Gradually, his hair lightened in the sun, his face tanned and his body tightened. Fitter and more muscular he started watching his diet and gave up his nightly tipple.  Instead of spending time in the pub at week-ends, he took long rides out into the country. A variety of cycling magazines arrived on Petunia’s doorstep as Gary’s passion for the sport grew. Petunia scanned them all for new markets for her writing.

One day, he suggested she include something about the helpers – the unsung heroes who turn out week after week in all weathers to provide refreshment, record times or work as marshals or stewards. “None of the rallies or races could go ahead without them,” he said. “Their sterling efforts on our behalf should be recognised. There are some pictures on my iPhone.”

While he showered Petunia scrolled through his phone looking for the photos. She checked his inbox. She froze as paralysing fear gripped her. A photo of Gary, grinning all over his stupid face, stared out at her. His arm was casually draped around the shoulders of a tall, good-looking, thirty-something blonde; her arm circled his waist, her head rested coyly on his now massive shoulders. The message read

‘You are the best. You brighten up my day. Looking forward to Sunday. Love xxx Mandy.’ She scrolled through several other texts, all light-hearted and flirty. All from Mandy. All with love and kisses.

A flush of hot blood rose through Petunia like the fire inside a volcano. Skinny as a straw and shallow as a saucer only half as interesting, she thought; just the sort to turn the head of a fast-approaching-mid-life-crisis man like Gary.  An icy hand squeezed her heart. Tears sprang to her eyes.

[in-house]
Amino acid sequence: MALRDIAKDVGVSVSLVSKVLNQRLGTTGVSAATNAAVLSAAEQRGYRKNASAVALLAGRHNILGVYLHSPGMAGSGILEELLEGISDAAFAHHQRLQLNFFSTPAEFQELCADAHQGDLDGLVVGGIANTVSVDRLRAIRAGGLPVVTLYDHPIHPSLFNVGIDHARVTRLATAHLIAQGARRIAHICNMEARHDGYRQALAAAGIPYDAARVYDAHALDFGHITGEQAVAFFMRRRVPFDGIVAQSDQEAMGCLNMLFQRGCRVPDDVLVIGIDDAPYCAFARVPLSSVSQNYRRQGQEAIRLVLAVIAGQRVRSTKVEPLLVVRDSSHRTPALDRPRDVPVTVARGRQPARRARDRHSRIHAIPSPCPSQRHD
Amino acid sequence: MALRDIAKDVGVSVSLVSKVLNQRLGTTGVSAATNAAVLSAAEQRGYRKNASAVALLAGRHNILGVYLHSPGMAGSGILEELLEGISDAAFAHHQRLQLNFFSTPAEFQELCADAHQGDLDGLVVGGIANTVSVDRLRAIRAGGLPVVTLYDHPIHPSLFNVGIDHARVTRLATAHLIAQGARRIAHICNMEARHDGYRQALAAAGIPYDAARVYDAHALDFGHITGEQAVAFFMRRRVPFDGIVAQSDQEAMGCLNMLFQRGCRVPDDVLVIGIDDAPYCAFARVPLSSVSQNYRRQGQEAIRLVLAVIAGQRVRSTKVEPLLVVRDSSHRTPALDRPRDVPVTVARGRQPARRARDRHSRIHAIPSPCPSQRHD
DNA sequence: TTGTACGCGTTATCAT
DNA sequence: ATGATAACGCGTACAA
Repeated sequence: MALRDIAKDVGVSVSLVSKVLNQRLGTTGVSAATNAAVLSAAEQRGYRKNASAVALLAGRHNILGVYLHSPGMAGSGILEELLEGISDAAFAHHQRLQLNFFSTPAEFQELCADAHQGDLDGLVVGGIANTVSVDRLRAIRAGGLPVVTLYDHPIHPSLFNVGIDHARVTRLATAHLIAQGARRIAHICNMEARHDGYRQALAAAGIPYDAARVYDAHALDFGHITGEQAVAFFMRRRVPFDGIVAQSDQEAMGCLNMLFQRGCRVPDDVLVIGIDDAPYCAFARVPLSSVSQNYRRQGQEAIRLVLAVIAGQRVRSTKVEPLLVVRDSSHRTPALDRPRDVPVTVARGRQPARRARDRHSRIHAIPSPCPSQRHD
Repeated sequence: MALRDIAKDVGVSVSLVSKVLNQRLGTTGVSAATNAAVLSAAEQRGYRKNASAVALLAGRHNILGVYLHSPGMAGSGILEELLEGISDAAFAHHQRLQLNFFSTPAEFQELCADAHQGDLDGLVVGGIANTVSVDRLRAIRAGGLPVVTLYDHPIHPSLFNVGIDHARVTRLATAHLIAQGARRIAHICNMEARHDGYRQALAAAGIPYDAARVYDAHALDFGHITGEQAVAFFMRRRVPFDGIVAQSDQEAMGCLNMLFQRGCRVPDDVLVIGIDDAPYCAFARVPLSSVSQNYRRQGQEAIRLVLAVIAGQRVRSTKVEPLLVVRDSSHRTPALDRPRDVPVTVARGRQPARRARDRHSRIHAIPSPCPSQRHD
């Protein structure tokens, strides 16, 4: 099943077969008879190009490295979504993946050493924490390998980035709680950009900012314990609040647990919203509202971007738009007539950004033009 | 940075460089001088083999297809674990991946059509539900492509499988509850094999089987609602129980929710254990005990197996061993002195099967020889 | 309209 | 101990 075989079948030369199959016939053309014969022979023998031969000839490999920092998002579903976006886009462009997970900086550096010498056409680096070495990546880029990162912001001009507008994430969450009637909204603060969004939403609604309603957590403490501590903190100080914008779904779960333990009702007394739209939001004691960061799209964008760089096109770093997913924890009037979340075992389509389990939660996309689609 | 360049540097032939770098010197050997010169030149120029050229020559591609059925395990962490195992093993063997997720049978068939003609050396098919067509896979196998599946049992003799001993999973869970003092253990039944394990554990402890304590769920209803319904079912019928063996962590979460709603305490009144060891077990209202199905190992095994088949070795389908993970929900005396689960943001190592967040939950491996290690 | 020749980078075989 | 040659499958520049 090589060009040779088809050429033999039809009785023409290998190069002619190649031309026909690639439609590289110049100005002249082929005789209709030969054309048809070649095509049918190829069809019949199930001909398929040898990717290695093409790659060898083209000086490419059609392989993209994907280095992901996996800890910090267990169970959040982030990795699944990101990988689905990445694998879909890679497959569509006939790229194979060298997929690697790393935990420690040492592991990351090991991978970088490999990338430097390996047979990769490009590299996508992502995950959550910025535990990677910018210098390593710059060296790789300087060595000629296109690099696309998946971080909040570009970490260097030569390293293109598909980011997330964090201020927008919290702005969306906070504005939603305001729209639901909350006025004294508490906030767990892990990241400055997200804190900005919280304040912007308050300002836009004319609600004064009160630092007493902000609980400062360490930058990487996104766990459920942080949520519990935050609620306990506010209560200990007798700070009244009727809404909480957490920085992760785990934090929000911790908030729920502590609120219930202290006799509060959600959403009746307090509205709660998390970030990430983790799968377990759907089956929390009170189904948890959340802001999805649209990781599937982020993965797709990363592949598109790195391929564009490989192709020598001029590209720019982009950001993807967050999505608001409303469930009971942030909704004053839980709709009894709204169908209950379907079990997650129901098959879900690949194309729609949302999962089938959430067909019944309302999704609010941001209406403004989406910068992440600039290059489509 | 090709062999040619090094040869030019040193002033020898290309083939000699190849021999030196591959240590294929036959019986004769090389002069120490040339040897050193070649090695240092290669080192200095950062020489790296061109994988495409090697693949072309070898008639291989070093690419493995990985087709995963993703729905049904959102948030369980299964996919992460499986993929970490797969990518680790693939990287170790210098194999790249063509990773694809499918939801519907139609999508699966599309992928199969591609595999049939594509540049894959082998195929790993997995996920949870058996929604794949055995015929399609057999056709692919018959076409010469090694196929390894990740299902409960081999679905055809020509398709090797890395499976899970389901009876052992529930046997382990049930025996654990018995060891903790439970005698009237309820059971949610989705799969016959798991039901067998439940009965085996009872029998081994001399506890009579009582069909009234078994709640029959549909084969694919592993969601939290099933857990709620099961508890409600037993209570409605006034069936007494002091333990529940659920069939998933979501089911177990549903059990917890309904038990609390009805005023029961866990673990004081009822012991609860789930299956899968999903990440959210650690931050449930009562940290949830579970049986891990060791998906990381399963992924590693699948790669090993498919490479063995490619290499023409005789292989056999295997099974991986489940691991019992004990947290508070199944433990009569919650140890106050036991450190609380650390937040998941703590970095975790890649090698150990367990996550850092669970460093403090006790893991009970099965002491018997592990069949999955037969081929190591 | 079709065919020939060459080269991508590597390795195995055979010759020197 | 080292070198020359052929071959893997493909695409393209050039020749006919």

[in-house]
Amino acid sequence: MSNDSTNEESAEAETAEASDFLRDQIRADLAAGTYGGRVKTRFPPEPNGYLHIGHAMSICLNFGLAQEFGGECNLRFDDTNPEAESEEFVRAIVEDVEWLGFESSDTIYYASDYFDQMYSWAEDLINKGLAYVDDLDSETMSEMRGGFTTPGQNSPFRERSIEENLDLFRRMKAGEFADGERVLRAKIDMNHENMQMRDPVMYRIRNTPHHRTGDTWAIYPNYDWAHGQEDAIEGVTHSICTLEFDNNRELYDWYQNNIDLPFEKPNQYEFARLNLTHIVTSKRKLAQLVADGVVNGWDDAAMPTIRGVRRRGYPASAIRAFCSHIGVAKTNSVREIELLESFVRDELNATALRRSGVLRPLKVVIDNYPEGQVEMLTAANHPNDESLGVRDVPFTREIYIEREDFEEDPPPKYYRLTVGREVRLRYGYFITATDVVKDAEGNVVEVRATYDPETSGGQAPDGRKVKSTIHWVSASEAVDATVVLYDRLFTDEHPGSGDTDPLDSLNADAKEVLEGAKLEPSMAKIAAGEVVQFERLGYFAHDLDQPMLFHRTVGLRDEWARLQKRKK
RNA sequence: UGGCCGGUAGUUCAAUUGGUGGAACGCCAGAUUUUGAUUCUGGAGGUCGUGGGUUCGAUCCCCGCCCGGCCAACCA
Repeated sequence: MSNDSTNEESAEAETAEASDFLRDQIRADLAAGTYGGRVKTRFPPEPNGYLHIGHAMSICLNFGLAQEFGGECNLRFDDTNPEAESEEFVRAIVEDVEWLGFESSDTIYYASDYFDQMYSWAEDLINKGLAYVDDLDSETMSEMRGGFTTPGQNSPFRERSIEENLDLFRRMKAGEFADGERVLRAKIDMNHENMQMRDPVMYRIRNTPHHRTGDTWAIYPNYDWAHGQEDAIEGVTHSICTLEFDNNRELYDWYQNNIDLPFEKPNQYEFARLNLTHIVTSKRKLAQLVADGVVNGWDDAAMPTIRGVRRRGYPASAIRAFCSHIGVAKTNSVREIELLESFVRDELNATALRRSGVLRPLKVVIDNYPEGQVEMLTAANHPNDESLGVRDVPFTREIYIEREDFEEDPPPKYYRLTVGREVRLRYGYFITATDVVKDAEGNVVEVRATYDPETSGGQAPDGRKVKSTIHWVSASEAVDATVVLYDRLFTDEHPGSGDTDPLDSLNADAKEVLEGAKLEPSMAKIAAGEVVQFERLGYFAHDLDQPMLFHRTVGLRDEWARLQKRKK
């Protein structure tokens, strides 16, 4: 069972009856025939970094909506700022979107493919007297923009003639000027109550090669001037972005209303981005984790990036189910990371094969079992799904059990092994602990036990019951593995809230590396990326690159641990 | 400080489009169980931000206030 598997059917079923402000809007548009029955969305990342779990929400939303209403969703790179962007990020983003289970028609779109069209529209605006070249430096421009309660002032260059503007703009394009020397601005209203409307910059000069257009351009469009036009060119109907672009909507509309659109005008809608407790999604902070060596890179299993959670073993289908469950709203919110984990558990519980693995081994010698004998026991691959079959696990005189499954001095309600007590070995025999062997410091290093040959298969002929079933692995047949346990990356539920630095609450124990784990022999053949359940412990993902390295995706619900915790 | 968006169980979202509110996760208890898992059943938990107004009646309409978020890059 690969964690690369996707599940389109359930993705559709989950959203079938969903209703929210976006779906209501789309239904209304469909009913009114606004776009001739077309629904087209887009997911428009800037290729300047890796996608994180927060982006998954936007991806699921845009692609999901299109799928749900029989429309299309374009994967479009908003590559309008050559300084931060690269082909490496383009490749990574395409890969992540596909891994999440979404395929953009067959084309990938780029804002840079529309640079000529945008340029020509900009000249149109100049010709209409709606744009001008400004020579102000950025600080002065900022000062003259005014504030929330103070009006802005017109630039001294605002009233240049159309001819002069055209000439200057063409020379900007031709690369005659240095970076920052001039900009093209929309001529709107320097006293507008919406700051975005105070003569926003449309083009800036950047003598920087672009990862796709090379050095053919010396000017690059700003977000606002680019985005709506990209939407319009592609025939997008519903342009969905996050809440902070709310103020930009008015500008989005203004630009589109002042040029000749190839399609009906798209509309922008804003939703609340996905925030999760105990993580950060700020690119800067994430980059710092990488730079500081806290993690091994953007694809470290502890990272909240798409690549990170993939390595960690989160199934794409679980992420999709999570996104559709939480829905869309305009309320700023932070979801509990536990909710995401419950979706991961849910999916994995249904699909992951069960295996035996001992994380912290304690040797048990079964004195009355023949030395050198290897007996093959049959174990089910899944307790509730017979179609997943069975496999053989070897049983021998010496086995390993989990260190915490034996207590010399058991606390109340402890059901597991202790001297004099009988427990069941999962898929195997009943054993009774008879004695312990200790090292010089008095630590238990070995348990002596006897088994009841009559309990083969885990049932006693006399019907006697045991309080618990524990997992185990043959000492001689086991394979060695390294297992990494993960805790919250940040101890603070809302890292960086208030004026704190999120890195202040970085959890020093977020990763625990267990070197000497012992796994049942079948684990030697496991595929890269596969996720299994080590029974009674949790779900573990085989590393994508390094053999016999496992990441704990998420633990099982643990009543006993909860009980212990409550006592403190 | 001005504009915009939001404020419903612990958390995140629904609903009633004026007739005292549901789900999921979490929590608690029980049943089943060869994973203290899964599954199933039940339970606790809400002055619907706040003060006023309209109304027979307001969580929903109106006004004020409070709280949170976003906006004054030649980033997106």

“Who’s Mandy?” she asked as casually as she could manage while they were dishing up the dinner.


“Yes – you brighten up my day, Mandy – remember?”

“Oh – Mandy? She’s one of the helpers. Great girl. Very sporty.”

I bet she is, Petunia thought, plonking an extra helping of potato on his plate.

Petunia was late getting the next edition of her column to the editor. So late in fact that she sent it without letting Gary see it. “Sorry, love,” she said. “Deadline. You know how it is.”

When the magazine arrived he turned to read her column.  She watched the blood drain from his face his face as he read…

            ‘It is with the deepest sadness and regret that we have learned of the tragic death of Marcus Watson, our cycling correspondence.  Marcus was involved in a fatal accident at the foot of Hampton Hill when he skidded on ice into the path of an oncoming lorry. He was much loved within the cycling fraternity. He will be missed. His family have asked that his funeral be a private affair and we will respect their wishes. Anyone wishing to make a donation in his memory should send it to the Trauma Unit at the Royal Orthopaedic Hospital. RIP Marcus Watson, we were privileged to have known you. May your wheels always be turning. The Editor.

Gary raised his head to stare at her.

Petunia swung her wheelchair to face him. “I’ve got another project,” she said, beaming with enthusiasm. “This one pays even better.  It’s about Formation Dancing for the Over Sixties.  You’d be amazed how popular it is – there are groups and competitions and everything…”

If you enjoyed this story there are many more in my short story collections here.